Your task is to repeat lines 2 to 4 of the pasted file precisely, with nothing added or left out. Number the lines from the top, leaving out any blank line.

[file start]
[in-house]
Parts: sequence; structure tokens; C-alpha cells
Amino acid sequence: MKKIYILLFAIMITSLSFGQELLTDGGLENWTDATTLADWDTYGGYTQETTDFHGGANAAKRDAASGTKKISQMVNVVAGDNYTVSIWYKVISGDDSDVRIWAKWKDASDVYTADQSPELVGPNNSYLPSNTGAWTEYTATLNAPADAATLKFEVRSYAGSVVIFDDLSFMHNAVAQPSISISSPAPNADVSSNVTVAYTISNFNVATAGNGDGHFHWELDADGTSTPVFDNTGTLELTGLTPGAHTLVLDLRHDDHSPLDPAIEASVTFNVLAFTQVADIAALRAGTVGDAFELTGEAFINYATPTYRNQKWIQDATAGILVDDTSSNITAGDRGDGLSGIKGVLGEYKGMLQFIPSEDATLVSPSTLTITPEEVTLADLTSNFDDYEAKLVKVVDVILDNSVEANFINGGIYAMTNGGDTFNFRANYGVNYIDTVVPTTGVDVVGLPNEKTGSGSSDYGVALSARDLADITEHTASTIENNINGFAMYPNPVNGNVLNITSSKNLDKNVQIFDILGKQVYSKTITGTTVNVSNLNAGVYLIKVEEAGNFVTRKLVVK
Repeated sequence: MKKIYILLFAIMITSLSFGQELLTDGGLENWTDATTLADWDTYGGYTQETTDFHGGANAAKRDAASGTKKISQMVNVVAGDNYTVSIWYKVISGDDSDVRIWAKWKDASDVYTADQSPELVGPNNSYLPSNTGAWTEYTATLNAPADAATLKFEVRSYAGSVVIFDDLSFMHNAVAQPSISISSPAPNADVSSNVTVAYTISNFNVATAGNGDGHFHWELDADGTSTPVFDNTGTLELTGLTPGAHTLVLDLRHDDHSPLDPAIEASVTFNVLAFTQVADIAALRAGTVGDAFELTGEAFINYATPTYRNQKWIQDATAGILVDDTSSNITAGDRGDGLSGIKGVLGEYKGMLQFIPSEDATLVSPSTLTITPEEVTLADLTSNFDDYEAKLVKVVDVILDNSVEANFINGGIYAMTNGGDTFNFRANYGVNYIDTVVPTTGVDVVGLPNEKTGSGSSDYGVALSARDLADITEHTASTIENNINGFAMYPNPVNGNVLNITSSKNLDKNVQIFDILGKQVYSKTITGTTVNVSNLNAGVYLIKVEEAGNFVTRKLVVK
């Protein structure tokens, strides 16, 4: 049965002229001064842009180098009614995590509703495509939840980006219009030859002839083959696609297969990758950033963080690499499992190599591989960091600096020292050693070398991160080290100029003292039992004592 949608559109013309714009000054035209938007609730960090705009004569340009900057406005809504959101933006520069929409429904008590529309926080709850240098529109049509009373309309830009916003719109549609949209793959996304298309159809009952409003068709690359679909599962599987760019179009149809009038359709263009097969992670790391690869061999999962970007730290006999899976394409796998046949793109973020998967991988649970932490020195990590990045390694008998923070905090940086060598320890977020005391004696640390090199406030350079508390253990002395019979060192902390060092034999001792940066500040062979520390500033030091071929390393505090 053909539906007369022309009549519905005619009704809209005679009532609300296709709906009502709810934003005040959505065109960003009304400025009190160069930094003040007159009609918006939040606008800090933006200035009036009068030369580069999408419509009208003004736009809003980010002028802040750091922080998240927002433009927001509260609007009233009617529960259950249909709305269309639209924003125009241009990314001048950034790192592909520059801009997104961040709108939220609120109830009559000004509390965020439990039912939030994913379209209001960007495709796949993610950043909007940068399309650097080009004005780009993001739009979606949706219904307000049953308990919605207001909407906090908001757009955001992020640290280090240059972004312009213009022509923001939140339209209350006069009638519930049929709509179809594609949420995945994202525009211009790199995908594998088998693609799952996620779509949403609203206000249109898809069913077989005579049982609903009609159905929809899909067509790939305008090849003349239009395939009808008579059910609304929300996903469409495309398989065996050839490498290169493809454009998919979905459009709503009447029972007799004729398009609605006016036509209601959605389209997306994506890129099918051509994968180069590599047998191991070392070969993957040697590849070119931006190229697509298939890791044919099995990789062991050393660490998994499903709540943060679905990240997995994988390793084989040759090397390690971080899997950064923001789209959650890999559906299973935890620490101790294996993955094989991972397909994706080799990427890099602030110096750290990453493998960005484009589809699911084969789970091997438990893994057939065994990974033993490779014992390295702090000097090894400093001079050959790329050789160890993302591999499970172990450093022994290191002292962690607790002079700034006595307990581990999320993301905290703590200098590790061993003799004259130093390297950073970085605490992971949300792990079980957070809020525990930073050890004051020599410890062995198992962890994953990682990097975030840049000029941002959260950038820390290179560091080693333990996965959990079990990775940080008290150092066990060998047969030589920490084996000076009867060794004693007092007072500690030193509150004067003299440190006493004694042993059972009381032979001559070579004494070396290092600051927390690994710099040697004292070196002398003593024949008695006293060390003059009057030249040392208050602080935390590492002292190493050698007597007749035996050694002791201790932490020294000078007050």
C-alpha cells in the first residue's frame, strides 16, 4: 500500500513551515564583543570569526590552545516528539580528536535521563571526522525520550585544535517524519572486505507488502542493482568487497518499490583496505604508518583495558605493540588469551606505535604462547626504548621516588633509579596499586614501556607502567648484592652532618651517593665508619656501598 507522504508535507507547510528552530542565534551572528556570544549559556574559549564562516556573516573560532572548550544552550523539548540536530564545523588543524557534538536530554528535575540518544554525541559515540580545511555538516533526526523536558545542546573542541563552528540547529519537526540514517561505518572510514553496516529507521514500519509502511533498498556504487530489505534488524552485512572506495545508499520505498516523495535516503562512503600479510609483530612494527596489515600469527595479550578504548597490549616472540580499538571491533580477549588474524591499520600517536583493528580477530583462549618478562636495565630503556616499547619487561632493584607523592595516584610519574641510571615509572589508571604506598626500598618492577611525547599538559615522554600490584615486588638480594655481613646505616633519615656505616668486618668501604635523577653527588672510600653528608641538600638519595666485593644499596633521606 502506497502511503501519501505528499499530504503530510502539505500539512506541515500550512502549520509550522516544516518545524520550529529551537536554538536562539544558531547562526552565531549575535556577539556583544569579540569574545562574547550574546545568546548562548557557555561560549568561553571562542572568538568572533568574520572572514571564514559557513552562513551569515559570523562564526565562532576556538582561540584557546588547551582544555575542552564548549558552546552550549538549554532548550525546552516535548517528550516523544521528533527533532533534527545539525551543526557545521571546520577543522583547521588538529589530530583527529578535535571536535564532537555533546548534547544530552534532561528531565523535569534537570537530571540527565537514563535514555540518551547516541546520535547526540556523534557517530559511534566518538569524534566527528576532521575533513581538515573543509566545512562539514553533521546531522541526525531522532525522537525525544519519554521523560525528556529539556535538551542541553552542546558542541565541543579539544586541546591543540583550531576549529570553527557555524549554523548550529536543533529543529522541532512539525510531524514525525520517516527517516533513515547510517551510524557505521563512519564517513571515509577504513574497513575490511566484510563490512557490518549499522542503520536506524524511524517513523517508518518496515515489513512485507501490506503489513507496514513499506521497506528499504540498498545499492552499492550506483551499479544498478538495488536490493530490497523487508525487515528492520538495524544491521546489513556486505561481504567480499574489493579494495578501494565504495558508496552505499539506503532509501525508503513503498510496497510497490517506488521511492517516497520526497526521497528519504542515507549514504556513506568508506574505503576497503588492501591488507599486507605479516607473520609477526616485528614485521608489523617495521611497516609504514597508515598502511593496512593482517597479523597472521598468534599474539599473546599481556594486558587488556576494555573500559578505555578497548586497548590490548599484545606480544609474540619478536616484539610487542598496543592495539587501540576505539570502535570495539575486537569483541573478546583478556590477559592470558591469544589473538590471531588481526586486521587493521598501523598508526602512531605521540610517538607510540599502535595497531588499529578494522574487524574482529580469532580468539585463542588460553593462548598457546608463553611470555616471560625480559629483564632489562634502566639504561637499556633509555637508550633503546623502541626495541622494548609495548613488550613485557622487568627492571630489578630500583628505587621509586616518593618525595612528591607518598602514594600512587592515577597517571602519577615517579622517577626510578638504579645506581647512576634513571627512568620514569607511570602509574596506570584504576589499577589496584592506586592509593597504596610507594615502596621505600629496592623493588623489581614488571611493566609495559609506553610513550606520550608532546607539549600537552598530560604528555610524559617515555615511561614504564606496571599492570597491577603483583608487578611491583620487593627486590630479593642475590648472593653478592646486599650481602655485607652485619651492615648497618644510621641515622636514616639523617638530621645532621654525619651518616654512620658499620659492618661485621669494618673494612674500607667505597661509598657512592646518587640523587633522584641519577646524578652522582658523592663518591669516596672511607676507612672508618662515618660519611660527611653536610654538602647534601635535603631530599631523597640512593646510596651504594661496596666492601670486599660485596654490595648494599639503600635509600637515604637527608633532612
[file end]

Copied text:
Parts: sequence; structure tokens; C-alpha cells
Amino acid sequence: MKKIYILLFAIMITSLSFGQELLTDGGLENWTDATTLADWDTYGGYTQETTDFHGGANAAKRDAASGTKKISQMVNVVAGDNYTVSIWYKVISGDDSDVRIWAKWKDASDVYTADQSPELVGPNNSYLPSNTGAWTEYTATLNAPADAATLKFEVRSYAGSVVIFDDLSFMHNAVAQPSISISSPAPNADVSSNVTVAYTISNFNVATAGNGDGHFHWELDADGTSTPVFDNTGTLELTGLTPGAHTLVLDLRHDDHSPLDPAIEASVTFNVLAFTQVADIAALRAGTVGDAFELTGEAFINYATPTYRNQKWIQDATAGILVDDTSSNITAGDRGDGLSGIKGVLGEYKGMLQFIPSEDATLVSPSTLTITPEEVTLADLTSNFDDYEAKLVKVVDVILDNSVEANFINGGIYAMTNGGDTFNFRANYGVNYIDTVVPTTGVDVVGLPNEKTGSGSSDYGVALSARDLADITEHTASTIENNINGFAMYPNPVNGNVLNITSSKNLDKNVQIFDILGKQVYSKTITGTTVNVSNLNAGVYLIKVEEAGNFVTRKLVVK
Repeated sequence: MKKIYILLFAIMITSLSFGQELLTDGGLENWTDATTLADWDTYGGYTQETTDFHGGANAAKRDAASGTKKISQMVNVVAGDNYTVSIWYKVISGDDSDVRIWAKWKDASDVYTADQSPELVGPNNSYLPSNTGAWTEYTATLNAPADAATLKFEVRSYAGSVVIFDDLSFMHNAVAQPSISISSPAPNADVSSNVTVAYTISNFNVATAGNGDGHFHWELDADGTSTPVFDNTGTLELTGLTPGAHTLVLDLRHDDHSPLDPAIEASVTFNVLAFTQVADIAALRAGTVGDAFELTGEAFINYATPTYRNQKWIQDATAGILVDDTSSNITAGDRGDGLSGIKGVLGEYKGMLQFIPSEDATLVSPSTLTITPEEVTLADLTSNFDDYEAKLVKVVDVILDNSVEANFINGGIYAMTNGGDTFNFRANYGVNYIDTVVPTTGVDVVGLPNEKTGSGSSDYGVALSARDLADITEHTASTIENNINGFAMYPNPVNGNVLNITSSKNLDKNVQIFDILGKQVYSKTITGTTVNVSNLNAGVYLIKVEEAGNFVTRKLVVK